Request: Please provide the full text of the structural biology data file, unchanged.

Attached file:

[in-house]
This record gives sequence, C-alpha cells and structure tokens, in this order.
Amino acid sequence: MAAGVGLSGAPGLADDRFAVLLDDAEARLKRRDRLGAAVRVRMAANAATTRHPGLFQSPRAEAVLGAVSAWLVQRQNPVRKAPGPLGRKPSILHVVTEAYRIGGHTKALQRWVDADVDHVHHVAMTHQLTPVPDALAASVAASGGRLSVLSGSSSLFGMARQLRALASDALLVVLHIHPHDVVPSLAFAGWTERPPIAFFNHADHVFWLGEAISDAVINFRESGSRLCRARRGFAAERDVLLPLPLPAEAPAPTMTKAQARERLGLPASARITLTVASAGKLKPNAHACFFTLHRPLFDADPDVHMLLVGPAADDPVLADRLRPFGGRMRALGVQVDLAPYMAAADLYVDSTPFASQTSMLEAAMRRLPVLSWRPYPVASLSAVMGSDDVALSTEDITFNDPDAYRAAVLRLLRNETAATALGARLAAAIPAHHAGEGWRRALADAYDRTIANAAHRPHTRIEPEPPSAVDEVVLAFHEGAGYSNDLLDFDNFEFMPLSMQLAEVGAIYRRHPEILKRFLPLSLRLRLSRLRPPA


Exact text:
[in-house]
This record gives sequence, C-alpha cells and structure tokens, in this order.
Amino acid sequence: MAAGVGLSGAPGLADDRFAVLLDDAEARLKRRDRLGAAVRVRMAANAATTRHPGLFQSPRAEAVLGAVSAWLVQRQNPVRKAPGPLGRKPSILHVVTEAYRIGGHTKALQRWVDADVDHVHHVAMTHQLTPVPDALAASVAASGGRLSVLSGSSSLFGMARQLRALASDALLVVLHIHPHDVVPSLAFAGWTERPPIAFFNHADHVFWLGEAISDAVINFRESGSRLCRARRGFAAERDVLLPLPLPAEAPAPTMTKAQARERLGLPASARITLTVASAGKLKPNAHACFFTLHRPLFDADPDVHMLLVGPAADDPVLADRLRPFGGRMRALGVQVDLAPYMAAADLYVDSTPFASQTSMLEAAMRRLPVLSWRPYPVASLSAVMGSDDVALSTEDITFNDPDAYRAAVLRLLRNETAATALGARLAAAIPAHHAGEGWRRALADAYDRTIANAAHRPHTRIEPEPPSAVDEVVLAFHEGAGYSNDLLDFDNFEFMPLSMQLAEVGAIYRRHPEILKRFLPLSLRLRLSRLRPPA